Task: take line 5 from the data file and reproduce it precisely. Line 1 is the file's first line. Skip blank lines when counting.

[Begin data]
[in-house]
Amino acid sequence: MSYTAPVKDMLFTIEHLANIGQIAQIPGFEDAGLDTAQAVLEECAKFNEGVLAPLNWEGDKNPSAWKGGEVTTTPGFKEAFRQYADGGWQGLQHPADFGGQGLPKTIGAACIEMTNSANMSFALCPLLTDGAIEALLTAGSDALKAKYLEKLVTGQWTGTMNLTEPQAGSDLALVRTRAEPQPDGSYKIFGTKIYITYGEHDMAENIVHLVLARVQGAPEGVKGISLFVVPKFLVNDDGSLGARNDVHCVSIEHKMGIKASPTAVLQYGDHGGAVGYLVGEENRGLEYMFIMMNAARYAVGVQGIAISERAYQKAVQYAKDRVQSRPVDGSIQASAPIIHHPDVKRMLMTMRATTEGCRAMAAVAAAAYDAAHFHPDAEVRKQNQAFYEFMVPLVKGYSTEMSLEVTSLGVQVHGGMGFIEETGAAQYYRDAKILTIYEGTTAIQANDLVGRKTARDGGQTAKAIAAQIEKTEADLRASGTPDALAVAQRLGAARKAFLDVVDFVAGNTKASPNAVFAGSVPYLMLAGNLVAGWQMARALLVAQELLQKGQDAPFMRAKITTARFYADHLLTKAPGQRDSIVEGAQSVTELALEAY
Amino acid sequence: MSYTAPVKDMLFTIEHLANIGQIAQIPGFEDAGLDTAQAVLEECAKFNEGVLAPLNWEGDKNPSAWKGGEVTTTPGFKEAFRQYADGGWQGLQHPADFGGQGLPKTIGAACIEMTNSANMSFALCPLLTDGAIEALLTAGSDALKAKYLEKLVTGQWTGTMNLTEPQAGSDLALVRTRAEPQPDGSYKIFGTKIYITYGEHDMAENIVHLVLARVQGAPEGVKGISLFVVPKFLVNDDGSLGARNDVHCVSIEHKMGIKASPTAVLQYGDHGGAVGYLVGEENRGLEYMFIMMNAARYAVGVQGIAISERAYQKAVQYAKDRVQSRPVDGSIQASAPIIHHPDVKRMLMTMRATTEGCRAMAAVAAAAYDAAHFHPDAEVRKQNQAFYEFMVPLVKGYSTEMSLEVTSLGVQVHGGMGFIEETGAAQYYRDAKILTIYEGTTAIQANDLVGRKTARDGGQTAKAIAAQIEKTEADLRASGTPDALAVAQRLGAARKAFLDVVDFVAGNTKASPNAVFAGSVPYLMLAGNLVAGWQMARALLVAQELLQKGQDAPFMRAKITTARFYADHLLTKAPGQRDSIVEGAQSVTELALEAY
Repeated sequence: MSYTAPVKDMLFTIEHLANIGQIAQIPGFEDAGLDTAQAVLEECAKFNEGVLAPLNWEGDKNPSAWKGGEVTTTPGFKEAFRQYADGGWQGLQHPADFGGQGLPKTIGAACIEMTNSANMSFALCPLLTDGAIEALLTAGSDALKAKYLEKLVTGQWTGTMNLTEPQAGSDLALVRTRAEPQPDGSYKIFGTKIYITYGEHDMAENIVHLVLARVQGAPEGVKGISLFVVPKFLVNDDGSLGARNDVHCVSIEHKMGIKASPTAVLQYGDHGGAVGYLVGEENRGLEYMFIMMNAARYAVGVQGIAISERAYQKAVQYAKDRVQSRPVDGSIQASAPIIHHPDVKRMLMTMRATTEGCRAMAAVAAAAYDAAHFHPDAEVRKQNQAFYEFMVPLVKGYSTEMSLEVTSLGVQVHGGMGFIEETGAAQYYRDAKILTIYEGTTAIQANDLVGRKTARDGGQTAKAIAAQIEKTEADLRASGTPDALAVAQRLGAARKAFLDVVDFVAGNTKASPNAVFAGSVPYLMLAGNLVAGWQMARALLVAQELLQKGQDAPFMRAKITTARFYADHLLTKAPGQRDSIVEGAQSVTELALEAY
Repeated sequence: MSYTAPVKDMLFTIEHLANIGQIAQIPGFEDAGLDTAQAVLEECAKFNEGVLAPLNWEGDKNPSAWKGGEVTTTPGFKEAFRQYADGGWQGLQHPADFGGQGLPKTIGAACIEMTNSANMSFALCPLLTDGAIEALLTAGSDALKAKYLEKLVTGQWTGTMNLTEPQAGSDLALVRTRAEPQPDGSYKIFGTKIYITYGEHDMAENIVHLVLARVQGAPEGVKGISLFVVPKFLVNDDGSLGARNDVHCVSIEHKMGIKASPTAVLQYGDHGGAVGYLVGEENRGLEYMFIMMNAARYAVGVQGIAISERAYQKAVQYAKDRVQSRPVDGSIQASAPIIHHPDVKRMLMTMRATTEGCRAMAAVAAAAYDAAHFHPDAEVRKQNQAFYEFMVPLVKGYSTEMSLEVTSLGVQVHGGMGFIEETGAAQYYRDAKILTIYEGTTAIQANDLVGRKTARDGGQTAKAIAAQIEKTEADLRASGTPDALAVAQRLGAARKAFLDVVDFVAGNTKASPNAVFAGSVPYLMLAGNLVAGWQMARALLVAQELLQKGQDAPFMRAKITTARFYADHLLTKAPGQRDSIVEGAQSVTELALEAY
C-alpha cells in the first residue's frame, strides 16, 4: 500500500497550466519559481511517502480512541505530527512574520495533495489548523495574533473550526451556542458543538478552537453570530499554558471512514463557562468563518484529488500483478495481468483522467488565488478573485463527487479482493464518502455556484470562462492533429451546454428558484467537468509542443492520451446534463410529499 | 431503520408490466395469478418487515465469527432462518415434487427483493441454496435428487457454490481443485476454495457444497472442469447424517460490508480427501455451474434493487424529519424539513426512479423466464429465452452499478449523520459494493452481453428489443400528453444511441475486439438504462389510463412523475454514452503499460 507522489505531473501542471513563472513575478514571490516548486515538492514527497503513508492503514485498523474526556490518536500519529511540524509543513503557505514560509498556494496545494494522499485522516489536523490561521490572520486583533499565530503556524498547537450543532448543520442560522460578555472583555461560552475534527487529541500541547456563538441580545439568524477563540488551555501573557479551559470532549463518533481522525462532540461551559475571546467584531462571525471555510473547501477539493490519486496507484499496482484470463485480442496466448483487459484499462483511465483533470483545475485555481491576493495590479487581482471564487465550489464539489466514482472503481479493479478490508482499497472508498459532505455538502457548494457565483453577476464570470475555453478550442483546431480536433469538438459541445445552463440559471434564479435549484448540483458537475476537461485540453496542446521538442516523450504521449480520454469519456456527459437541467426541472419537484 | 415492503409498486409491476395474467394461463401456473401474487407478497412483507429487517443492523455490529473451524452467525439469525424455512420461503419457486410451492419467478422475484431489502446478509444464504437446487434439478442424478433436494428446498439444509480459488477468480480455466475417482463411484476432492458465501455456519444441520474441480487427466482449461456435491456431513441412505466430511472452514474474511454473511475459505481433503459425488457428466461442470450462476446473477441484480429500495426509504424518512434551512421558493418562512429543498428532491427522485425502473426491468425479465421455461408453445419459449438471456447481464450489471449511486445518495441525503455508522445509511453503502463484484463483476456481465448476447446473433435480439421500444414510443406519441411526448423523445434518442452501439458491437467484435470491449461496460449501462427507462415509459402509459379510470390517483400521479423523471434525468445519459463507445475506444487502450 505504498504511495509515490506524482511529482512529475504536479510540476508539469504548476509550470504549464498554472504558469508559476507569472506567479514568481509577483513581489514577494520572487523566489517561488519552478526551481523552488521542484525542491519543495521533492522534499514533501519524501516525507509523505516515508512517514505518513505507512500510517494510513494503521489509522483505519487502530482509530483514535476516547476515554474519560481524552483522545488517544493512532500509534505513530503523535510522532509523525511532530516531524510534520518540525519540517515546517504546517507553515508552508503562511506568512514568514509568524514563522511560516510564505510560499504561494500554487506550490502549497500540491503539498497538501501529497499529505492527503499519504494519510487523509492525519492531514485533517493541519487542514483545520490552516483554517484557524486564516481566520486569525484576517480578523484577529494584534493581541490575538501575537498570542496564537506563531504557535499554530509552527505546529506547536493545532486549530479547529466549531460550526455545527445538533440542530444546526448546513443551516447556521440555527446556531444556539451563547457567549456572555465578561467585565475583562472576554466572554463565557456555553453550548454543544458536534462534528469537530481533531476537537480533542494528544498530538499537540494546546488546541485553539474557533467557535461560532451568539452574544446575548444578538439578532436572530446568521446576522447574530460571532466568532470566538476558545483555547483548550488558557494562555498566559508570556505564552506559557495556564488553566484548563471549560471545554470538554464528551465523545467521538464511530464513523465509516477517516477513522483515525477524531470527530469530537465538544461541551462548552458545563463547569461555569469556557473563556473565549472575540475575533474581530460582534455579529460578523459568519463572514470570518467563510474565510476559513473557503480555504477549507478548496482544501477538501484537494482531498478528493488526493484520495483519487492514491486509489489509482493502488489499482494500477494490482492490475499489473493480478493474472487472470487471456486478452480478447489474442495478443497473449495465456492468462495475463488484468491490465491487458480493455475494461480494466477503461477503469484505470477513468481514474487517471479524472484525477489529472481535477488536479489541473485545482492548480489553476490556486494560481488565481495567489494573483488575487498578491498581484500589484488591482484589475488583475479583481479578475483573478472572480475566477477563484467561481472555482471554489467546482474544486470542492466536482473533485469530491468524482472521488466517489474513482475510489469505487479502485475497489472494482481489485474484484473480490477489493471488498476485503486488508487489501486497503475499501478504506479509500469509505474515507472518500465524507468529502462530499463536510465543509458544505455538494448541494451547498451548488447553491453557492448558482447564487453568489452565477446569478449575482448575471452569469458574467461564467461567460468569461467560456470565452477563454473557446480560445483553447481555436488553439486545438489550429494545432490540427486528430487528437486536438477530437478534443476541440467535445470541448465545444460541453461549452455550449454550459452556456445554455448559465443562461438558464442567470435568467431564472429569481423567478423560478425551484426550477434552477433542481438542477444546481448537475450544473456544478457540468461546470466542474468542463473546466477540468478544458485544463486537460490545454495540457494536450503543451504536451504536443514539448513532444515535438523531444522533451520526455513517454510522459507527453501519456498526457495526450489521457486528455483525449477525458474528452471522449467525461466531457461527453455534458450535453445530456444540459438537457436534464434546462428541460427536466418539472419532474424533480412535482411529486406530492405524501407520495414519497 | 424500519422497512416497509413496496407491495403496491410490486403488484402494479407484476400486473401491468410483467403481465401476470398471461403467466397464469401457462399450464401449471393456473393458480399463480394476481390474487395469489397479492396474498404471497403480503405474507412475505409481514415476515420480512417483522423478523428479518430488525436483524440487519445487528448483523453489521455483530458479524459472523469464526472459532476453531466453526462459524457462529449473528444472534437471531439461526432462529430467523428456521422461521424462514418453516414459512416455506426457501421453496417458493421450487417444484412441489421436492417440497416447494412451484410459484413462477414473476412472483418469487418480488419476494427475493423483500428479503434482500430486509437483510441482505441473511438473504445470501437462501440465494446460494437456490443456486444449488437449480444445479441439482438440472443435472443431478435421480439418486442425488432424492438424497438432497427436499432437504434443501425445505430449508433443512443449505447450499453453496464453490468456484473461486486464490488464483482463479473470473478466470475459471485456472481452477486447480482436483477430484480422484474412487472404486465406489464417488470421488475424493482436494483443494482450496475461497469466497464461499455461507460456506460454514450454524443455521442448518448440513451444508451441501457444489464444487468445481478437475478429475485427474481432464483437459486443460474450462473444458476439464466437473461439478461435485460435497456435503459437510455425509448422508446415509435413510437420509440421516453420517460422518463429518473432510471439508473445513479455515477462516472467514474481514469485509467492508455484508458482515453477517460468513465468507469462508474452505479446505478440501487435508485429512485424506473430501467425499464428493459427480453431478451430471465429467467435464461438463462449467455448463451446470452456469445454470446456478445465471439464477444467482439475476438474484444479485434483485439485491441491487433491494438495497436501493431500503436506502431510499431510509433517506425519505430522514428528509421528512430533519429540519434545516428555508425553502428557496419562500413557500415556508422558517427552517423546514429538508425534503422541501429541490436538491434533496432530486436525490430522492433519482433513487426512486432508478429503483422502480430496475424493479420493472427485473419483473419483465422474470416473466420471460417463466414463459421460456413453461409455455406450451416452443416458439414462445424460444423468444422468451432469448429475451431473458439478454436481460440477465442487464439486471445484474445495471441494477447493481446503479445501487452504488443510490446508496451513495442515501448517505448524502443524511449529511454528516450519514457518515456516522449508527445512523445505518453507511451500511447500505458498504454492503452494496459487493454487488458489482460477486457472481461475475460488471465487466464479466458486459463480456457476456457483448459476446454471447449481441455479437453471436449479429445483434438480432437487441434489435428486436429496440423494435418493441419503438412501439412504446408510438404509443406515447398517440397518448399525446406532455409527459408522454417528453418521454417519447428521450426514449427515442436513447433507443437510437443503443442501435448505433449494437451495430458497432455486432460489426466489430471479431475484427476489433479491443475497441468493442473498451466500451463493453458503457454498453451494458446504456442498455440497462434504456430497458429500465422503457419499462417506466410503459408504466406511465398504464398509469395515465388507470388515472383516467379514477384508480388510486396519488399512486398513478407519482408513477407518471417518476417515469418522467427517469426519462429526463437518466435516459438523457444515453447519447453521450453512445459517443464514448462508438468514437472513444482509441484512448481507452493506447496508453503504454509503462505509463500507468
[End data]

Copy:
Repeated sequence: MSYTAPVKDMLFTIEHLANIGQIAQIPGFEDAGLDTAQAVLEECAKFNEGVLAPLNWEGDKNPSAWKGGEVTTTPGFKEAFRQYADGGWQGLQHPADFGGQGLPKTIGAACIEMTNSANMSFALCPLLTDGAIEALLTAGSDALKAKYLEKLVTGQWTGTMNLTEPQAGSDLALVRTRAEPQPDGSYKIFGTKIYITYGEHDMAENIVHLVLARVQGAPEGVKGISLFVVPKFLVNDDGSLGARNDVHCVSIEHKMGIKASPTAVLQYGDHGGAVGYLVGEENRGLEYMFIMMNAARYAVGVQGIAISERAYQKAVQYAKDRVQSRPVDGSIQASAPIIHHPDVKRMLMTMRATTEGCRAMAAVAAAAYDAAHFHPDAEVRKQNQAFYEFMVPLVKGYSTEMSLEVTSLGVQVHGGMGFIEETGAAQYYRDAKILTIYEGTTAIQANDLVGRKTARDGGQTAKAIAAQIEKTEADLRASGTPDALAVAQRLGAARKAFLDVVDFVAGNTKASPNAVFAGSVPYLMLAGNLVAGWQMARALLVAQELLQKGQDAPFMRAKITTARFYADHLLTKAPGQRDSIVEGAQSVTELALEAY